The president of the D.C. Coalition for the Homeless, which operates shelters throughout the city, said yesterday she intends to resign because some staff members have abused their expense accounts and made other questionable expenditures of coalition funds.

Elisabeth Huguenin, who has been president of the nonprofit community organization for less than a year, said yesterday she objected to reimbursements for meals and automobile expenses claimed by Patricia Makin, the coalition's $35,000-a-year executive director.

Financial records of the organization show that Makin was paid $604 for restaurant expenses between Sept. 28 and Nov. 7. The expenses, according to the documents, covered numerous meals with coalition board members at District restaurants. In addition, Makin received $2,142 for mileage between November and April.

"We are a nonprofit organization and we have been given very limited funds to run the kind of program we wanted to run," said Huguenin, adding that she plans to resign at the next meeting of the coalition board on Tuesday. "When you take all that into consideration, obviously all those expenses seem really excessive . . . . I am very frustrated and unhappy with the way things have been run."

Makin said the expenses payments were based on legitimate business activities conducted by her on behalf of the coalition. The mileage expenses were a result of local travel connected with funding negotiations with the federal government as well as efforts to locate and purchase shelter facilities, she said yesterday through coalition attorney James Edward Mercer.

"Many times when we went to community meetings or were locating properties late at night, it was not uncommon for us to eat out at restaurants ," Makin was quoted as saying.

The coalition received a $3.7 million federal grant in September to shelter the homeless.

An FBI and D.C. police investigation is continuing into allegations that a former coalition board member improperly received a $1,000 payment from a coalition contractor. Officials of the U.S. Department of Health and Human Services, responding to charges of other financial improprieties, have imposed strict monitoring requirements on the organization's spending.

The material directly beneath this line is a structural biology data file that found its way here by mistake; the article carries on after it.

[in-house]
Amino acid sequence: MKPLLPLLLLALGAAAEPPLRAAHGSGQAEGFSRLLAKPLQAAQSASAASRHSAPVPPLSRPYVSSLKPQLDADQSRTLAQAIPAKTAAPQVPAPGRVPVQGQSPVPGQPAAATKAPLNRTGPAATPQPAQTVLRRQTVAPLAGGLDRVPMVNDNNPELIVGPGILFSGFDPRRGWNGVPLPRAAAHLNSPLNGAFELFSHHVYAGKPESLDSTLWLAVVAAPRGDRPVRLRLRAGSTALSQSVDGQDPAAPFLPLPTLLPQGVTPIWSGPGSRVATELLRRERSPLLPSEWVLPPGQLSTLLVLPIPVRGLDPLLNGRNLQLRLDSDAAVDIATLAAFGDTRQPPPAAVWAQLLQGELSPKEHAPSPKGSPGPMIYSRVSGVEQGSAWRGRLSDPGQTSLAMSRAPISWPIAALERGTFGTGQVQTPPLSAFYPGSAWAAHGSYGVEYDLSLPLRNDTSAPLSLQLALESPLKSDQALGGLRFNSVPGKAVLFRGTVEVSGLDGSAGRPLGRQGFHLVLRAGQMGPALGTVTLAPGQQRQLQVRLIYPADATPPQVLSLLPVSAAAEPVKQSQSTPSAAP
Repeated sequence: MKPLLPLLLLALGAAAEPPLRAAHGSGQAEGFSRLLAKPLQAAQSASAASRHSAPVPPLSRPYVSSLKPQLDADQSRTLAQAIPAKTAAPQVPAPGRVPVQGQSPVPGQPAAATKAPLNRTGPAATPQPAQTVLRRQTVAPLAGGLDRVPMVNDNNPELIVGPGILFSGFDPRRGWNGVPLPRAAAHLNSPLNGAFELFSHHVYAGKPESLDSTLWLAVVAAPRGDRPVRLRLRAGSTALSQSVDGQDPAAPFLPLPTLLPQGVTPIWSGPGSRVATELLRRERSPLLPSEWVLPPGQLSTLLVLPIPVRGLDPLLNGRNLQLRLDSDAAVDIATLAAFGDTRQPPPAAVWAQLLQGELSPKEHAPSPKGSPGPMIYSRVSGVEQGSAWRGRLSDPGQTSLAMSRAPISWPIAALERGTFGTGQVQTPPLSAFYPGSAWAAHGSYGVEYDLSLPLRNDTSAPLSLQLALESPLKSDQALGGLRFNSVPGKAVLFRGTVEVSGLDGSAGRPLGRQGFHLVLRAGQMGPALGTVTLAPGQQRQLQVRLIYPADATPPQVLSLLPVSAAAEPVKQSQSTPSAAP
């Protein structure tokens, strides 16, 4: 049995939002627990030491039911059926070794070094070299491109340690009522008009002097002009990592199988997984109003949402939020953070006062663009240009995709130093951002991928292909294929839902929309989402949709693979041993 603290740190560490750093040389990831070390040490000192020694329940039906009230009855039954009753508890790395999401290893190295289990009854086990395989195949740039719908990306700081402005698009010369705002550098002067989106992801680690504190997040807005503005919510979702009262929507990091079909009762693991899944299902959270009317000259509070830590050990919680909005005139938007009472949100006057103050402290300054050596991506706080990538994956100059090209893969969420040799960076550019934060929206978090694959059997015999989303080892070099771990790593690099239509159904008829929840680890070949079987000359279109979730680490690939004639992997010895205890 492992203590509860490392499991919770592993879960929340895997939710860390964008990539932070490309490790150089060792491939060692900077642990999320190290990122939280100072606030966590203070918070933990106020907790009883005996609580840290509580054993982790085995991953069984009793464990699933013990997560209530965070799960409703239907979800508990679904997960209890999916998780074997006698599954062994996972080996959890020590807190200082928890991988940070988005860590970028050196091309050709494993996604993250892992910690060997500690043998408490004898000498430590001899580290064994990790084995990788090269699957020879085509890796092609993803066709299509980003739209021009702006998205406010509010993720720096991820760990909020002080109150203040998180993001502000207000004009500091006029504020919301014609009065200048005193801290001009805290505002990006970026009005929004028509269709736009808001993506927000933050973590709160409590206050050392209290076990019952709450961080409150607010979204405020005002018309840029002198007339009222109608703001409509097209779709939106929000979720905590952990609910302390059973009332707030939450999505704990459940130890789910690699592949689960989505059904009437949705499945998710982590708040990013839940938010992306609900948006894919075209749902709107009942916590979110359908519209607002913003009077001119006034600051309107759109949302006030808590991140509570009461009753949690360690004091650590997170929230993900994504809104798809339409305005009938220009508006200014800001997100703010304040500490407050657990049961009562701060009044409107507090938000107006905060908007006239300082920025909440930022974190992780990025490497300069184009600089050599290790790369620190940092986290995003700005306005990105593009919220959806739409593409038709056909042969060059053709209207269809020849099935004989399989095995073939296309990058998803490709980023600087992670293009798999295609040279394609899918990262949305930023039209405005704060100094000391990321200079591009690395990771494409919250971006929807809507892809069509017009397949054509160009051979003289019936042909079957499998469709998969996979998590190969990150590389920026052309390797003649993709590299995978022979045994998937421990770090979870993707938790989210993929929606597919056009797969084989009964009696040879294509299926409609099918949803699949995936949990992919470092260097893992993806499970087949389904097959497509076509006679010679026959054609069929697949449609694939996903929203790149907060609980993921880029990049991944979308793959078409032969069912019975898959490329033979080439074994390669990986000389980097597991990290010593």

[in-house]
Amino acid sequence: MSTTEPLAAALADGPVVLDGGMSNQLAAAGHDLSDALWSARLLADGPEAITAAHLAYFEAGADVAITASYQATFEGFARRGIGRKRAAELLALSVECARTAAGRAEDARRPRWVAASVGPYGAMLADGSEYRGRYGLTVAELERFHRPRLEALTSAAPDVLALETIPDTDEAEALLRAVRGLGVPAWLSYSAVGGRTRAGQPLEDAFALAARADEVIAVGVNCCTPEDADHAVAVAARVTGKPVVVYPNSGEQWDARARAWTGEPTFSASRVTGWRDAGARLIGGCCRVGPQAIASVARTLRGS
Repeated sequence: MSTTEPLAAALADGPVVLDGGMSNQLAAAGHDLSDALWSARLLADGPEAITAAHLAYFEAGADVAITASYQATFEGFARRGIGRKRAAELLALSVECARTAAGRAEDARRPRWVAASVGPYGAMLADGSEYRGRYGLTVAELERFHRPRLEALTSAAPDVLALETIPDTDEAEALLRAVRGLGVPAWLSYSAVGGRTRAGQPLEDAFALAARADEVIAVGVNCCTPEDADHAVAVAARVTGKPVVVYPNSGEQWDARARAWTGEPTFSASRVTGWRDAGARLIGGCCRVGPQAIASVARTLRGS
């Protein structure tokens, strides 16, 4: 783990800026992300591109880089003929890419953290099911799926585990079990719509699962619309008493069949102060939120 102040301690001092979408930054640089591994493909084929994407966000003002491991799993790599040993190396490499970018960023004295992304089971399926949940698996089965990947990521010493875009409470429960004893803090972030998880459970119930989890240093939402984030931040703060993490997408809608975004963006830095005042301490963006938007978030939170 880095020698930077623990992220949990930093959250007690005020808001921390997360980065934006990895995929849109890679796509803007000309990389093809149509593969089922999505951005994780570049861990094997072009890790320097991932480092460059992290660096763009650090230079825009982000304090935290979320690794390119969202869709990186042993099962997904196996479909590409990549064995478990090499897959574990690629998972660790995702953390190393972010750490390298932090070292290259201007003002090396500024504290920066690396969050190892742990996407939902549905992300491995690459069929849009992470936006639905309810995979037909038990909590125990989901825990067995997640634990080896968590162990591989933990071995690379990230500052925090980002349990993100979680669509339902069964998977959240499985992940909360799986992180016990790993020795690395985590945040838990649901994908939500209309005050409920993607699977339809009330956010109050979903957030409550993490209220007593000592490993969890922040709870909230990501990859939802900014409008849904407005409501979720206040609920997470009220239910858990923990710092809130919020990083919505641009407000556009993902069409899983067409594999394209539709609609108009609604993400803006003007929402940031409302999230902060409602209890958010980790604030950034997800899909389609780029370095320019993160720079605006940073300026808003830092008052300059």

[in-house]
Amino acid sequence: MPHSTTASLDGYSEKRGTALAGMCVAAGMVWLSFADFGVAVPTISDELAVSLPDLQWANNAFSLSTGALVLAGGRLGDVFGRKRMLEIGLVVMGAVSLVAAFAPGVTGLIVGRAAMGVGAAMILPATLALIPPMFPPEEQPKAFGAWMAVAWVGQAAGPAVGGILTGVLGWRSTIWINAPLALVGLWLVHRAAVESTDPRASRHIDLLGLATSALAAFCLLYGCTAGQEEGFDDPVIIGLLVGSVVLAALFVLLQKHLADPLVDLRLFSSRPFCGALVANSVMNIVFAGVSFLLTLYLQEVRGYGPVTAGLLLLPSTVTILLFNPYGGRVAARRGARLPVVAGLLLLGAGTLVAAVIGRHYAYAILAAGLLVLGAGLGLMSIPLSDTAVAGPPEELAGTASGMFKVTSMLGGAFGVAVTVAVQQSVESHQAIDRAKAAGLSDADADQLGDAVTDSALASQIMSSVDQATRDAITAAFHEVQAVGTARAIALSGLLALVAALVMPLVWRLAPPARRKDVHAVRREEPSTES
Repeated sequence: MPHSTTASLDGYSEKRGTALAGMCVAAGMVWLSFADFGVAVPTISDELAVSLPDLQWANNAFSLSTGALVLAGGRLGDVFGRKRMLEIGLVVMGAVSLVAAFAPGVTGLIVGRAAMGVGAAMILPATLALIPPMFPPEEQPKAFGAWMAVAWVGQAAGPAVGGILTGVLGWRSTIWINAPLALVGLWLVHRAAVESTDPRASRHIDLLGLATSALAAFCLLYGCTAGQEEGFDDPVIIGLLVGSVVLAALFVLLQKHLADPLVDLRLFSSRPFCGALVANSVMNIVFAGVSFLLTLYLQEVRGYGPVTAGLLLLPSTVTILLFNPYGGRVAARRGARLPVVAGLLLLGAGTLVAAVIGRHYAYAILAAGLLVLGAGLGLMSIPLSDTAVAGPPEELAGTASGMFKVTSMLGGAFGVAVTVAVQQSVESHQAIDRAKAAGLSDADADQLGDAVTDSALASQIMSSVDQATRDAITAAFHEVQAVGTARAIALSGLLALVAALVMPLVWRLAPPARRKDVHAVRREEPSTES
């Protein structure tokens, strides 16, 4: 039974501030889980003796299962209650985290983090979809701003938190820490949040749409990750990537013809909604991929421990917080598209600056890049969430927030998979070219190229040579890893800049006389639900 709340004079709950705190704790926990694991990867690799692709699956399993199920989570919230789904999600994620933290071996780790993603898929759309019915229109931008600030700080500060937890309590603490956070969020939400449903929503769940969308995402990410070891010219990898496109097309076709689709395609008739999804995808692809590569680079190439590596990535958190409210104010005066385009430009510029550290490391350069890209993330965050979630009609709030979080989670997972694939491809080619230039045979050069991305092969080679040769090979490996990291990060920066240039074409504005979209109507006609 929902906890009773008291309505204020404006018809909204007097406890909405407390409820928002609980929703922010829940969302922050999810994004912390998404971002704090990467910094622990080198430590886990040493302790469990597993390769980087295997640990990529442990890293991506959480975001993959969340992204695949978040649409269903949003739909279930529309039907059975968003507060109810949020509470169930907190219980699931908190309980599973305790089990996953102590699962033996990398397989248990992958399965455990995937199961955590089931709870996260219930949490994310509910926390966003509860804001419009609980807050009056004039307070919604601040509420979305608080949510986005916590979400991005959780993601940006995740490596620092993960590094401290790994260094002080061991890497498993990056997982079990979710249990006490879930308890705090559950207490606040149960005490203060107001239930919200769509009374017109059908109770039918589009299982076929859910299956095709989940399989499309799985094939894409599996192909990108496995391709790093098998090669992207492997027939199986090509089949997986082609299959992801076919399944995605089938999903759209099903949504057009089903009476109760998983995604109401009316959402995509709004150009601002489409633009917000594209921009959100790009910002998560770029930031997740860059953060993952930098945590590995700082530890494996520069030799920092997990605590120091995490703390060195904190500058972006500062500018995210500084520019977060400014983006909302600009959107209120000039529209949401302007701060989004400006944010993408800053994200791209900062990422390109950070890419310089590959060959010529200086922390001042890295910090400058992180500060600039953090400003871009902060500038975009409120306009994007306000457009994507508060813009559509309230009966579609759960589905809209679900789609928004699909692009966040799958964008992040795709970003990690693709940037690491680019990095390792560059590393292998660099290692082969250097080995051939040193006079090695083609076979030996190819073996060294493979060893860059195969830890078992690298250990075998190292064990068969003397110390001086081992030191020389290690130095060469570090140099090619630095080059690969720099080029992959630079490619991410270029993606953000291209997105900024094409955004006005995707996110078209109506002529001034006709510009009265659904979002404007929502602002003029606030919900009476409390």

Huguenin said her planned resignation, about two weeks before her term was to expire, also is linked to a threat made against her life on May 2.

She said the threat was made after she and another board member questioned the propriety of $4,500 in the payments proposed by staff members for laborers who assisted with the April 30 shutdown of the coalition's Anacostia shelter for men.

Huguenin said the contract accompanying the federal grant permitted only $3,000 in expenses for the move, with an additional $2,000 available in case of an emergency. "I did not see that as an emergency," she said.

D.C. Police Lt. William White confirmed yesterday that police have received "allegations of threats" against Huguenin and another board member. "The members of the internal affairs division are in the process of conducting an investigation at this time," he said.

The coalition received federal funding last September to house residents of a large homeless shelter operated by the Community for Creative Non-Violence at 425 Second St. NW, which the federal government then planned to close. The CCNV facility remained open, however, and federal officials now plan to provide $5 million to renovate it.

Meanwhile, the coalition faces community opposition to some of the smaller shelters it has opened throughout the city.